Table of Contents | Message Board | Downloadable/Printable Version
A STROKE OF GOOD FORTUNE
This is one of the collection's shorter stories, and the structure is very simple. Ruby doesn't want to admit that she is pregnant, that her husband might have fooled her, that a child could be "good fortune." She can't think of anything more deadly than children, after watching her mother's struggle with difficult childbirths and dying children. For Ruby children mean defeat, not good fortune.
O'Connor has Ruby run into a series of "hints." When was Florida born? Where is the fountain of youth? Ruby is very concerned with aging and health. There's the toy pistol, and Laverne's teasing. And Bill Hill has "taken care of it all." (in a typical O'Connor detail, he sells "Miracle Products.") Ruby is a naive narrator: though she believes him, it is very clear to us that he has tricked her and is enjoying the result.
As in many of O'Connor's stories, the ending is rather tragic. Ruby does see, eventually, that she is pregnant, but she is horrified. This thing inside her is creepy and waiting to destroy her.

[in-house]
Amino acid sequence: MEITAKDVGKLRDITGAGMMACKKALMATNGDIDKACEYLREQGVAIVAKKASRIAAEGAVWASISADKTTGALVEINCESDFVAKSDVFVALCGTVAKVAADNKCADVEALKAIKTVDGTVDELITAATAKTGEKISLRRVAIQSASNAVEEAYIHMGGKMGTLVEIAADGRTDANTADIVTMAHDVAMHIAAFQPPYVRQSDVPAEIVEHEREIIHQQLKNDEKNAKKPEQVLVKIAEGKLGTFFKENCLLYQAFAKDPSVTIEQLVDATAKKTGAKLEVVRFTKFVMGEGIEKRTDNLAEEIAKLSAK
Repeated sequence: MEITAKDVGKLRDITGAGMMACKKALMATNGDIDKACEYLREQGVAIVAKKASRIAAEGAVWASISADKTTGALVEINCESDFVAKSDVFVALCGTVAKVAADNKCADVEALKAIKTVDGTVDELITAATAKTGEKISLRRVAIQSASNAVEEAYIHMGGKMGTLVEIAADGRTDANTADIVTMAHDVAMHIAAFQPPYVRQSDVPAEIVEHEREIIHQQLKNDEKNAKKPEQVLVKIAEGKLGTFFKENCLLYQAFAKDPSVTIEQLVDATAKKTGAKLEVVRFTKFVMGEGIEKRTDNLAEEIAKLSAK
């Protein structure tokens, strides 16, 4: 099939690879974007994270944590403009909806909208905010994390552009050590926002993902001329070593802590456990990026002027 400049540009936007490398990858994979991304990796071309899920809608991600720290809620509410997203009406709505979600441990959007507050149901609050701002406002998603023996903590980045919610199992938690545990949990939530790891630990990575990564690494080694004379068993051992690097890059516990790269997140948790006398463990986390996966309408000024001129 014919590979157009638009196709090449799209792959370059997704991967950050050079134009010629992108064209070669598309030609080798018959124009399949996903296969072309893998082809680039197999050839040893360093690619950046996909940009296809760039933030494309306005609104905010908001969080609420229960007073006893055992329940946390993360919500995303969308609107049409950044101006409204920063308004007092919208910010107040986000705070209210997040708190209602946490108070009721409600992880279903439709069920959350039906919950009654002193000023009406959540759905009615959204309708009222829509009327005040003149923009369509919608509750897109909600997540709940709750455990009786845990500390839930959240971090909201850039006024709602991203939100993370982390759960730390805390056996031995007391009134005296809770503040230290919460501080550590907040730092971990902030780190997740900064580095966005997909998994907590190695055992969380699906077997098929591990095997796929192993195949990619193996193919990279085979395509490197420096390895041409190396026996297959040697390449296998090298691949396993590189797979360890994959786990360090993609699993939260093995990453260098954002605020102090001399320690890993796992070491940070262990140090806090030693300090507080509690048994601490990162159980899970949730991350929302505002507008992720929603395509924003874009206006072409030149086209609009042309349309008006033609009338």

The major Themes in this story concern aging, worthlessness, and the horror of "good fortune." Ruby is constantly repeating her age to herself, and counting her health or lack thereof, and trying to work her mind around what she wants: to move to a subdivision as soon as possible. She looks young for her age, and thinks Rufus is still an infant. Ruby doesn't want to grow up.
Worthlessness is embodied in Rufus. She can't imagine why he would want collards after being in Europe. She thinks he won't make anything of himself--he already destroyed their mother. He hasn't moved beyond infancy for her. She believes that she is the only one of her siblings who is worth something--because she married Bill Hill and moved to the city and won't be making any children.
The story's title is ironic, as are many in the book. Ruby trusts Madame Zoleeda--who, like everyone else, can see that Ruby is pregnant. Of course, Ruby trusts Madame's predictions because she sees them her way: she will move to a subdivision. By the end of the story, it is clear that Ruby will not see her pregnancy as Good Fortune, but only as a stroke of bad luck.